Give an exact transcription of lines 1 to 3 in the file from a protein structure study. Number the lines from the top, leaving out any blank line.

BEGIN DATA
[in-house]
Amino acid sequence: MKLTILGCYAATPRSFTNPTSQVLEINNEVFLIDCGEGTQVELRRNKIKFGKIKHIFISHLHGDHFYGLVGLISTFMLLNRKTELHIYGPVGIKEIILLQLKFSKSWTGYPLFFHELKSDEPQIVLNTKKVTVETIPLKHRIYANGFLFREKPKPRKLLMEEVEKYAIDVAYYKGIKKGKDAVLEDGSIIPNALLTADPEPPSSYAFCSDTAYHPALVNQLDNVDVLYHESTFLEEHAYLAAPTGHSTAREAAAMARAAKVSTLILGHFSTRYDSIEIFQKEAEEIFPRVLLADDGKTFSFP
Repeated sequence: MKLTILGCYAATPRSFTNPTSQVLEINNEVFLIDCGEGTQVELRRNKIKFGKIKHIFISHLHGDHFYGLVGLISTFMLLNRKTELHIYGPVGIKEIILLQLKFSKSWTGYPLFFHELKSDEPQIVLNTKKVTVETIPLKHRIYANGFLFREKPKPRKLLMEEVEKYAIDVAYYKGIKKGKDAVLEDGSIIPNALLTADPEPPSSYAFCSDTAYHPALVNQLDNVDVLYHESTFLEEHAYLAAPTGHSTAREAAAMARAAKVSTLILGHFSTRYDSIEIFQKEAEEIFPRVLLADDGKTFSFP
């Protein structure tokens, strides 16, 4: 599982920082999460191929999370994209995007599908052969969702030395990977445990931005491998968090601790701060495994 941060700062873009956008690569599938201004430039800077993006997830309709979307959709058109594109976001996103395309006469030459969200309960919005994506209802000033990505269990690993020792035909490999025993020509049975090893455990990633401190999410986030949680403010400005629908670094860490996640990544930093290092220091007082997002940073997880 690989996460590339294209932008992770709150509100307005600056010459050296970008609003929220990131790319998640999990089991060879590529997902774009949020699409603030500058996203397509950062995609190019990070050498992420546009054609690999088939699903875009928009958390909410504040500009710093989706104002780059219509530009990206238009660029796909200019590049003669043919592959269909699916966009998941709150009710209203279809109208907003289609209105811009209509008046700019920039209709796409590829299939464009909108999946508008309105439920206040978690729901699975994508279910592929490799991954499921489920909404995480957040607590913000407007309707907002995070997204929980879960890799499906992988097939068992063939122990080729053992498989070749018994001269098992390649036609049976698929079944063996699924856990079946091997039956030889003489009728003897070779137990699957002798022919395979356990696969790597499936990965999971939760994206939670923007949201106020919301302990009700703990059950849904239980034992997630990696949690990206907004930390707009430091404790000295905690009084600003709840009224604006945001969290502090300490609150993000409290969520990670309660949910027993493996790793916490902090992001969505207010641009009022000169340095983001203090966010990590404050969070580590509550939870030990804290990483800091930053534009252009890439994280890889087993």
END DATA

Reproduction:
[in-house]
Amino acid sequence: MKLTILGCYAATPRSFTNPTSQVLEINNEVFLIDCGEGTQVELRRNKIKFGKIKHIFISHLHGDHFYGLVGLISTFMLLNRKTELHIYGPVGIKEIILLQLKFSKSWTGYPLFFHELKSDEPQIVLNTKKVTVETIPLKHRIYANGFLFREKPKPRKLLMEEVEKYAIDVAYYKGIKKGKDAVLEDGSIIPNALLTADPEPPSSYAFCSDTAYHPALVNQLDNVDVLYHESTFLEEHAYLAAPTGHSTAREAAAMARAAKVSTLILGHFSTRYDSIEIFQKEAEEIFPRVLLADDGKTFSFP
Repeated sequence: MKLTILGCYAATPRSFTNPTSQVLEINNEVFLIDCGEGTQVELRRNKIKFGKIKHIFISHLHGDHFYGLVGLISTFMLLNRKTELHIYGPVGIKEIILLQLKFSKSWTGYPLFFHELKSDEPQIVLNTKKVTVETIPLKHRIYANGFLFREKPKPRKLLMEEVEKYAIDVAYYKGIKKGKDAVLEDGSIIPNALLTADPEPPSSYAFCSDTAYHPALVNQLDNVDVLYHESTFLEEHAYLAAPTGHSTAREAAAMARAAKVSTLILGHFSTRYDSIEIFQKEAEEIFPRVLLADDGKTFSFP